The City of Toronto announced on Wednesday that it’s starting to “paap[e]” some recreational programs, including those hosted by City-owned parks and places that are “visible or use public facilities.” The policy is in response to the closure of several City-run swimming pools this year because employees hadn’t been vaccinated against a contagious strain of hepatitis A.
More than 80 City of Toronto recreation programs were set to go on hiatus on Thursday and in the coming days. The shutdowns could ultimately affect more than 26,000 children and their parents.
These services include swimming pools, art and cultural opportunities, libraries, and skating and snowboarding facilities. The City did not provide the names of the affected sports and recreation programs.
In a statement, the City said the move was being made to “ensure the safety of the public.”
The reduction of recreation activities is the result of staff vacancies that have resulted from staff having been away with their employers during flu season and the camp season. The backlog of unvaccinated employees was acknowledged by the City earlier this year, as more than half of the eight city pools scheduled to close this year for a week because of staff absenteeism did not vaccinate.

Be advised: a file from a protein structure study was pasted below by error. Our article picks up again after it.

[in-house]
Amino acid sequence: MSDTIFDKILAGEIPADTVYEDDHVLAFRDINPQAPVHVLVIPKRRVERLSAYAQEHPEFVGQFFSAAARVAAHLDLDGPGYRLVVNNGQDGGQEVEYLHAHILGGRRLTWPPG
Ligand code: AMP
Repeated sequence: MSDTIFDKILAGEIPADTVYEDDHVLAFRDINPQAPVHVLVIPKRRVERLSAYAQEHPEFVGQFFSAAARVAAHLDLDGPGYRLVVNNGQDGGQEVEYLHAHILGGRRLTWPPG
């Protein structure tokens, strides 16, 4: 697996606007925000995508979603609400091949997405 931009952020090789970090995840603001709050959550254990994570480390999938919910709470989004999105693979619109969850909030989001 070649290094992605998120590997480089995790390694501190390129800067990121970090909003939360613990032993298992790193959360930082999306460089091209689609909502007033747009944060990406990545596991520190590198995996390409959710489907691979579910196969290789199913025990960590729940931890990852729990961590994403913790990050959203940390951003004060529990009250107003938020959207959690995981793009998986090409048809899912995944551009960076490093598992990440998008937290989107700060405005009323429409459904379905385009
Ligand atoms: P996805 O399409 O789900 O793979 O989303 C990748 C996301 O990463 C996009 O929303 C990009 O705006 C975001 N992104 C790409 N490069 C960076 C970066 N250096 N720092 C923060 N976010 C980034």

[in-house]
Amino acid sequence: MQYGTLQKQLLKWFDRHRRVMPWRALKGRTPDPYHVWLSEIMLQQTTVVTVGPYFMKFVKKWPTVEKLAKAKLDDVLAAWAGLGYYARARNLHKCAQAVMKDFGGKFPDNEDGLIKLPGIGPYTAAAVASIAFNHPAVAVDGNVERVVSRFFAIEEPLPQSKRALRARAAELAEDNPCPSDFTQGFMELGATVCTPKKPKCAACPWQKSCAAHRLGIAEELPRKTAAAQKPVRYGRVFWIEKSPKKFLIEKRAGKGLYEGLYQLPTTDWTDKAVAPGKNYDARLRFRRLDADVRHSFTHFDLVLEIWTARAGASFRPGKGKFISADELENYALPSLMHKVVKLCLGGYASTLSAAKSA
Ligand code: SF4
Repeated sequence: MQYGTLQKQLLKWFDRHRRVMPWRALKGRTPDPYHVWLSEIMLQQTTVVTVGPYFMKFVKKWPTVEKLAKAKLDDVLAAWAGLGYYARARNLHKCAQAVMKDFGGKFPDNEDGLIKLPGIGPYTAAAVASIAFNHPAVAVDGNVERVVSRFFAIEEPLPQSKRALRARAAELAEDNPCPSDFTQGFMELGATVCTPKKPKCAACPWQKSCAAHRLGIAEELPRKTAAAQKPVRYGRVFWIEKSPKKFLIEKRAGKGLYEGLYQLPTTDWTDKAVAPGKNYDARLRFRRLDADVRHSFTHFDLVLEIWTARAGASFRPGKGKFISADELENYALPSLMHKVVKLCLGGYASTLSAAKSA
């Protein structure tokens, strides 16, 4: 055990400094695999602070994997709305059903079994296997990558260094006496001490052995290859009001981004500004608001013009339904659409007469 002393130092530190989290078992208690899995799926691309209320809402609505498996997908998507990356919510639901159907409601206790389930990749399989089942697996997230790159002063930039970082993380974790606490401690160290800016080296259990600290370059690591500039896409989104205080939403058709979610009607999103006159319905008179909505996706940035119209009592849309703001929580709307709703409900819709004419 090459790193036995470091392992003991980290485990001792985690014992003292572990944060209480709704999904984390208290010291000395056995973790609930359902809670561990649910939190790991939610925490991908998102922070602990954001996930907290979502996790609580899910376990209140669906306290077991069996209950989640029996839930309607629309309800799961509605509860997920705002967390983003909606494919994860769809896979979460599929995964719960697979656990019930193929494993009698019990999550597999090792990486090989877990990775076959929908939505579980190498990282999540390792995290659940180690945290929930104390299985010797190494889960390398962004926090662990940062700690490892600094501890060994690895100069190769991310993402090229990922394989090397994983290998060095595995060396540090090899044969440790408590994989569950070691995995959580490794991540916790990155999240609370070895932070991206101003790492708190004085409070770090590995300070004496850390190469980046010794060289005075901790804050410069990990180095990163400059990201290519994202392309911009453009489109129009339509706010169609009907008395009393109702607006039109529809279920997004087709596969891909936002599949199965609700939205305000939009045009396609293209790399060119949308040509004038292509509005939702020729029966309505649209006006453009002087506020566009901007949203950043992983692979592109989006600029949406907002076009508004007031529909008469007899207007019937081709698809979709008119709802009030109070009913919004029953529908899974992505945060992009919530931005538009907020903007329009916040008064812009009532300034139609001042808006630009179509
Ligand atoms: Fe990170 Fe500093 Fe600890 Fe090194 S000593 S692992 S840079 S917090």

Since then, other municipal institutions have taken steps to combat the growing number of unvaccinated employees. The Toronto District School Board extended all staff immunization rules for the school year beyond the traditional summer months, and the municipal transit commission also mandated booster vaccinations this month. The TTC also announced plans to bring in a flu shot clinic in an effort to catch unvaccinated employees before they start work.
In a statement released on Wednesday, Mayor John Tory criticized the City’s decision to “impose a hiring freeze when there are qualified trained staff who we can’t find,” suggesting that the “City must recognize and respect the impact on residents of losing sports and recreation opportunities.”
According to the City, the shutdowns will help it “better align its temporary staff workforce with its real [work] force.” However, the move has angered parents, community associations, and local politicians. The chair of the Toronto Community Housing Corporation, Kathy Elliott, even took to Twitter to express her dismay, saying the decision “is a recipe for chaos.”
Read the full story at Toronto Life.
City of Toronto to hire 100 more workers with personal-protective orders
Vancouver health board pushes through social-assistance changes after ‘high-risk’ inspection
Regional park system increases protection for workers from measles